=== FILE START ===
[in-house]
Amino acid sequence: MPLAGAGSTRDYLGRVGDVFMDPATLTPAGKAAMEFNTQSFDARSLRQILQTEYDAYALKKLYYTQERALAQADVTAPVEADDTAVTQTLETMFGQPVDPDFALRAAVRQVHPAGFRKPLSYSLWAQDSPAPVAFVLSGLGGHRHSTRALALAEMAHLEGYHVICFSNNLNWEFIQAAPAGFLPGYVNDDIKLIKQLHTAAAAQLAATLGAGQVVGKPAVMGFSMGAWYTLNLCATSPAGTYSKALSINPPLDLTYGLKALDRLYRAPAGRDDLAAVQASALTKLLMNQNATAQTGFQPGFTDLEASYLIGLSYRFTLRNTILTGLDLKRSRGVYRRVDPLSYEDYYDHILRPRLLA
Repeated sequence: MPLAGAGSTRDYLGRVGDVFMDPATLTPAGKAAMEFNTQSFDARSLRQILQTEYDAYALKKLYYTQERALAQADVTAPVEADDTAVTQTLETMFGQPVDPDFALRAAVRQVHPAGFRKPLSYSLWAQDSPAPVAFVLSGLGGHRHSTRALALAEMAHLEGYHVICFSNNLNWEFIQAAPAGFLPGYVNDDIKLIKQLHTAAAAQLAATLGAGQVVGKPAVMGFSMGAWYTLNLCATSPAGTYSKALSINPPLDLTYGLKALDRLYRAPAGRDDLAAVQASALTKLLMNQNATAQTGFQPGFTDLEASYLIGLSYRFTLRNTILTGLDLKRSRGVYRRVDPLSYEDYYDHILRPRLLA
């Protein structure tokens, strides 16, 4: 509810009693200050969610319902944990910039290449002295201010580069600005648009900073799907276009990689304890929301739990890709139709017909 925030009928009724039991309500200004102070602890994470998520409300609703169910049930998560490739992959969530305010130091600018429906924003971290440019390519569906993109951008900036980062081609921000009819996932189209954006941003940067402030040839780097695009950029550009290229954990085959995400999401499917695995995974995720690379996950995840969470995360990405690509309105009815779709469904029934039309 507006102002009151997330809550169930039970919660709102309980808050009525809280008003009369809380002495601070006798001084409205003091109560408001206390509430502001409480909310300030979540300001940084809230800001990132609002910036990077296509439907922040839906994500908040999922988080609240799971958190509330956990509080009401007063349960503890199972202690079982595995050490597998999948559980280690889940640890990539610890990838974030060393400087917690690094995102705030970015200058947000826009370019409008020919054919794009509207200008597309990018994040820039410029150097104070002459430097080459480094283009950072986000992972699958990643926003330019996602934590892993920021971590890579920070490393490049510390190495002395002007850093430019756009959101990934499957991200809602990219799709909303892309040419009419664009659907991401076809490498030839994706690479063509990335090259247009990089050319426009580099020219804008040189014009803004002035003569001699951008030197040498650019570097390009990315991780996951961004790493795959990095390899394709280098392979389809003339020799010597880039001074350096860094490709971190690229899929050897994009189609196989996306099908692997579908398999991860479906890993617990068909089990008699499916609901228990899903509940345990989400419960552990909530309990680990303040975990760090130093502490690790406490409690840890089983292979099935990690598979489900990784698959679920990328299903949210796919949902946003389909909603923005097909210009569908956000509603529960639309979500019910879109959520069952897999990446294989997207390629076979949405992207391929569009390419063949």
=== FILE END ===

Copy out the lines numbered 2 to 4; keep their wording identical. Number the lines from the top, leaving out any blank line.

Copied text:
Amino acid sequence: MPLAGAGSTRDYLGRVGDVFMDPATLTPAGKAAMEFNTQSFDARSLRQILQTEYDAYALKKLYYTQERALAQADVTAPVEADDTAVTQTLETMFGQPVDPDFALRAAVRQVHPAGFRKPLSYSLWAQDSPAPVAFVLSGLGGHRHSTRALALAEMAHLEGYHVICFSNNLNWEFIQAAPAGFLPGYVNDDIKLIKQLHTAAAAQLAATLGAGQVVGKPAVMGFSMGAWYTLNLCATSPAGTYSKALSINPPLDLTYGLKALDRLYRAPAGRDDLAAVQASALTKLLMNQNATAQTGFQPGFTDLEASYLIGLSYRFTLRNTILTGLDLKRSRGVYRRVDPLSYEDYYDHILRPRLLA
Repeated sequence: MPLAGAGSTRDYLGRVGDVFMDPATLTPAGKAAMEFNTQSFDARSLRQILQTEYDAYALKKLYYTQERALAQADVTAPVEADDTAVTQTLETMFGQPVDPDFALRAAVRQVHPAGFRKPLSYSLWAQDSPAPVAFVLSGLGGHRHSTRALALAEMAHLEGYHVICFSNNLNWEFIQAAPAGFLPGYVNDDIKLIKQLHTAAAAQLAATLGAGQVVGKPAVMGFSMGAWYTLNLCATSPAGTYSKALSINPPLDLTYGLKALDRLYRAPAGRDDLAAVQASALTKLLMNQNATAQTGFQPGFTDLEASYLIGLSYRFTLRNTILTGLDLKRSRGVYRRVDPLSYEDYYDHILRPRLLA
């Protein structure tokens, strides 16, 4: 509810009693200050969610319902944990910039290449002295201010580069600005648009900073799907276009990689304890929301739990890709139709017909 925030009928009724039991309500200004102070602890994470998520409300609703169910049930998560490739992959969530305010130091600018429906924003971290440019390519569906993109951008900036980062081609921000009819996932189209954006941003940067402030040839780097695009950029550009290229954990085959995400999401499917695995995974995720690379996950995840969470995360990405690509309105009815779709469904029934039309 507006102002009151997330809550169930039970919660709102309980808050009525809280008003009369809380002495601070006798001084409205003091109560408001206390509430502001409480909310300030979540300001940084809230800001990132609002910036990077296509439907922040839906994500908040999922988080609240799971958190509330956990509080009401007063349960503890199972202690079982595995050490597998999948559980280690889940640890990539610890990838974030060393400087917690690094995102705030970015200058947000826009370019409008020919054919794009509207200008597309990018994040820039410029150097104070002459430097080459480094283009950072986000992972699958990643926003330019996602934590892993920021971590890579920070490393490049510390190495002395002007850093430019756009959101990934499957991200809602990219799709909303892309040419009419664009659907991401076809490498030839994706690479063509990335090259247009990089050319426009580099020219804008040189014009803004002035003569001699951008030197040498650019570097390009990315991780996951961004790493795959990095390899394709280098392979389809003339020799010597880039001074350096860094490709971190690229899929050897994009189609196989996306099908692997579908398999991860479906890993617990068909089990008699499916609901228990899903509940345990989400419960552990909530309990680990303040975990760090130093502490690790406490409690840890089983292979099935990690598979489900990784698959679920990328299903949210796919949902946003389909909603923005097909210009569908956000509603529960639309979500019910879109959520069952897999990446294989997207390629076979949405992207391929569009390419063949």